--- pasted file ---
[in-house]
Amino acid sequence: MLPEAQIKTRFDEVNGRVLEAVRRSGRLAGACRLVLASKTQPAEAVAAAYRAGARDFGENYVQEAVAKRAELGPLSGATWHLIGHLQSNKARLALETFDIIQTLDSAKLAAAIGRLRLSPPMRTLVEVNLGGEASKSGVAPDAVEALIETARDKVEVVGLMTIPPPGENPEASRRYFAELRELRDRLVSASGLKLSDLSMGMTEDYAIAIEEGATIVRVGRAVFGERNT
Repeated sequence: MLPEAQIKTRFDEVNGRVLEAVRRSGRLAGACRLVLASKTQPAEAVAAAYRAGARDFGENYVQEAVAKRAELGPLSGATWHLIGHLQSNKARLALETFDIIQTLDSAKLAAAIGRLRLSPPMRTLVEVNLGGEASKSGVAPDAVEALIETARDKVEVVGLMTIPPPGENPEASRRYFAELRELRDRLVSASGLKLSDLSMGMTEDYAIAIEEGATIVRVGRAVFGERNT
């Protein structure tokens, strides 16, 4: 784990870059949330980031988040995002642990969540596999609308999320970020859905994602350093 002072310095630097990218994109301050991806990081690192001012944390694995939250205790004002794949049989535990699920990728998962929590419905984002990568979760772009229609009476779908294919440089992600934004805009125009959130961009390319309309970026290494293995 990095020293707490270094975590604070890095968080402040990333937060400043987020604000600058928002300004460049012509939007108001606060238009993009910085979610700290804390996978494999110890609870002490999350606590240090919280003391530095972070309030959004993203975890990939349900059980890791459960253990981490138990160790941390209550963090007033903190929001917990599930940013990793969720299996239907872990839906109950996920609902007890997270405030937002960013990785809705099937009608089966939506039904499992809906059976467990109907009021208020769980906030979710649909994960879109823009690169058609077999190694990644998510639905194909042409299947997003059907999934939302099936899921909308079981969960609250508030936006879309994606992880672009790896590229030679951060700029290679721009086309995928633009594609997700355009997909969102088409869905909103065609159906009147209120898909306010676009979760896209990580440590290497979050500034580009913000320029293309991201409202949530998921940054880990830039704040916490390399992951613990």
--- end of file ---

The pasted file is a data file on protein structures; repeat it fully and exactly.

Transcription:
[in-house]
Amino acid sequence: MLPEAQIKTRFDEVNGRVLEAVRRSGRLAGACRLVLASKTQPAEAVAAAYRAGARDFGENYVQEAVAKRAELGPLSGATWHLIGHLQSNKARLALETFDIIQTLDSAKLAAAIGRLRLSPPMRTLVEVNLGGEASKSGVAPDAVEALIETARDKVEVVGLMTIPPPGENPEASRRYFAELRELRDRLVSASGLKLSDLSMGMTEDYAIAIEEGATIVRVGRAVFGERNT
Repeated sequence: MLPEAQIKTRFDEVNGRVLEAVRRSGRLAGACRLVLASKTQPAEAVAAAYRAGARDFGENYVQEAVAKRAELGPLSGATWHLIGHLQSNKARLALETFDIIQTLDSAKLAAAIGRLRLSPPMRTLVEVNLGGEASKSGVAPDAVEALIETARDKVEVVGLMTIPPPGENPEASRRYFAELRELRDRLVSASGLKLSDLSMGMTEDYAIAIEEGATIVRVGRAVFGERNT
């Protein structure tokens, strides 16, 4: 784990870059949330980031988040995002642990969540596999609308999320970020859905994602350093 002072310095630097990218994109301050991806990081690192001012944390694995939250205790004002794949049989535990699920990728998962929590419905984002990568979760772009229609009476779908294919440089992600934004805009125009959130961009390319309309970026290494293995 990095020293707490270094975590604070890095968080402040990333937060400043987020604000600058928002300004460049012509939007108001606060238009993009910085979610700290804390996978494999110890609870002490999350606590240090919280003391530095972070309030959004993203975890990939349900059980890791459960253990981490138990160790941390209550963090007033903190929001917990599930940013990793969720299996239907872990839906109950996920609902007890997270405030937002960013990785809705099937009608089966939506039904499992809906059976467990109907009021208020769980906030979710649909994960879109823009690169058609077999190694990644998510639905194909042409299947997003059907999934939302099936899921909308079981969960609250508030936006879309994606992880672009790896590229030679951060700029290679721009086309995928633009594609997700355009997909969102088409869905909103065609159906009147209120898909306010676009979760896209990580440590290497979050500034580009913000320029293309991201409202949530998921940054880990830039704040916490390399992951613990």